The release states that the Cleveland Department of Water is painting the tower that stands off Chagrin Boulevard and that the task is causing difficulties such as low pressure, high pressure, and water main breaks. University Heights is working with the water department to resolve issues as quickly as possible.
In order to properly paint a water tower, it must be empty. The Beachwood tower is usually filled with two million gallons of water. That water helps regulate pressure in surrounding communities.
With the tower being empty, the system is not working as it should.
“Thankfully,” the release states, “it should all be resolved when the painting project is complete in two weeks. Water emergencies may be reported 24/7 by calling (216) 664-3060. If at any time your experience with Cleveland Water Department is less than satisfactory, please let City Hall know.”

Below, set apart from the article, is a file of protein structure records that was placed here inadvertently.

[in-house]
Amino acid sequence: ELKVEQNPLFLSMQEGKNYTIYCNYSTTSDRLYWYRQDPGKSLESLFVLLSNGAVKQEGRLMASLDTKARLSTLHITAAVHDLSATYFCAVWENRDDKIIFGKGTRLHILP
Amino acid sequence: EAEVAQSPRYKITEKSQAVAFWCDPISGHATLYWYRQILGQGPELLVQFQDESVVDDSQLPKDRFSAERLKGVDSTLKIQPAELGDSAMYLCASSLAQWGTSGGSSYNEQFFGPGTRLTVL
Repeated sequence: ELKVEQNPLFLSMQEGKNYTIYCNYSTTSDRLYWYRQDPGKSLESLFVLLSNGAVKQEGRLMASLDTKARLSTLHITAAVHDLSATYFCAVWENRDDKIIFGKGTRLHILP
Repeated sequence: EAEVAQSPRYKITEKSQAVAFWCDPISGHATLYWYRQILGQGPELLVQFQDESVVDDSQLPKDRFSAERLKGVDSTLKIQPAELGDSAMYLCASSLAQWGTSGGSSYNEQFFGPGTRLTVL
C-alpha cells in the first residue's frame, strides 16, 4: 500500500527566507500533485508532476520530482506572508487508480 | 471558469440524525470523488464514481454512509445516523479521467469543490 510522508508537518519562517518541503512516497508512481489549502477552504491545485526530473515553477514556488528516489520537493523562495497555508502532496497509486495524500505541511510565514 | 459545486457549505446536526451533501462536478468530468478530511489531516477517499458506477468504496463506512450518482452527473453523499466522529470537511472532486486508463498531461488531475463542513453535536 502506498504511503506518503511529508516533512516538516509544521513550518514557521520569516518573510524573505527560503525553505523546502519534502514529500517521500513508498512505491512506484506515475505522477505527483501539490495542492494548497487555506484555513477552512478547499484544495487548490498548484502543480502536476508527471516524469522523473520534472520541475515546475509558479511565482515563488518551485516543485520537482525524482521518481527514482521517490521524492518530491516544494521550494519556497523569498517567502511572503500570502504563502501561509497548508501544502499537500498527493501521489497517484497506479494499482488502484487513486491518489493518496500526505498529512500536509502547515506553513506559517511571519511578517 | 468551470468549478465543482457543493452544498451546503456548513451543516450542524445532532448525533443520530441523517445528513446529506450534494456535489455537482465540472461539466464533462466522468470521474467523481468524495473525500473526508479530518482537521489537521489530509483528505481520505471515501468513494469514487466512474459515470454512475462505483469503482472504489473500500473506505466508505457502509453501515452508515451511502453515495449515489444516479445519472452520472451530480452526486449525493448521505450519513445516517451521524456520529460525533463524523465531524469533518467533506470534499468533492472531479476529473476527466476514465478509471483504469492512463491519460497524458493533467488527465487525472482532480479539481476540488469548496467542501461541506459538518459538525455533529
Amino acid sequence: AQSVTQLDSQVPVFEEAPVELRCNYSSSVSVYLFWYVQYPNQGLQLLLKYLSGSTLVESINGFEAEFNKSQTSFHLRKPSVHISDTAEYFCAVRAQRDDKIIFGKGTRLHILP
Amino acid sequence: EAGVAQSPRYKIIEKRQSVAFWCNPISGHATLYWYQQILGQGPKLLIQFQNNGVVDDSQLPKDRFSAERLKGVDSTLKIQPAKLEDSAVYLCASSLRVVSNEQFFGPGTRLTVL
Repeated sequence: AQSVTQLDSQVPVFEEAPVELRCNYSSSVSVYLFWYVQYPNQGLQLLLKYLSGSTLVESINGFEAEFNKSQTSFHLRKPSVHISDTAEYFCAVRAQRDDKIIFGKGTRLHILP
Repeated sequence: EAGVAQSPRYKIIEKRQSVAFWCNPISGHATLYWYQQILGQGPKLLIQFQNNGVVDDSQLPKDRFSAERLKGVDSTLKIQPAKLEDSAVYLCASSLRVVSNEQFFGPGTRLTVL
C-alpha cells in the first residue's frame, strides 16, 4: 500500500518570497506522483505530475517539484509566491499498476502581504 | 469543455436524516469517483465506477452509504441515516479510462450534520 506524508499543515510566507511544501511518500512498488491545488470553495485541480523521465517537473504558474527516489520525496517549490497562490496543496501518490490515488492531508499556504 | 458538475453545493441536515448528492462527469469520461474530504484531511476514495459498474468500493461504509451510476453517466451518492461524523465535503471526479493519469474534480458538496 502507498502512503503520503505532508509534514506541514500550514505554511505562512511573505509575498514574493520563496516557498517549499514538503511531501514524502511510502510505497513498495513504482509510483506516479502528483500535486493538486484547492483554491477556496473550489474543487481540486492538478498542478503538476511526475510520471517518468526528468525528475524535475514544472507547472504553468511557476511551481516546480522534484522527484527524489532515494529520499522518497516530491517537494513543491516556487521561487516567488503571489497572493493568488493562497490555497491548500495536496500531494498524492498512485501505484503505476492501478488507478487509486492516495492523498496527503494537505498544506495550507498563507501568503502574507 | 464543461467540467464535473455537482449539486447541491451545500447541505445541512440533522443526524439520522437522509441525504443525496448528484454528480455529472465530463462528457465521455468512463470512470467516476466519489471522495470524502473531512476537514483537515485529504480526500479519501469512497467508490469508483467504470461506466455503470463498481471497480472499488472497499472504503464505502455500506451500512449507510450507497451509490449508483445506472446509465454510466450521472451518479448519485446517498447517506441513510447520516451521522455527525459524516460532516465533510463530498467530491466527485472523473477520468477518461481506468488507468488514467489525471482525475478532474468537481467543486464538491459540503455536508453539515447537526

Verb no more: Over the years, we’ve included several items pertaining to Shaker Heights’ Verb Ballet, but no more. That’s because Verb has changed its name to Ohio Contemporary Ballet (OCB).
“This exciting change enables us to clearly reflect the work of the company, while celebrating the history of dance in Ohio,” stated a OCB release. “We strive to bolster the presence of creativity and expression in the Great Lakes region through our performances.
“We remain steadfast in connecting with the community through dance. Our aim is to be a cornerstone in our community, expanding dance opportunities and educational programs. Our new name reflects and honors these values, while also embodying our forward-looking vision for the future.”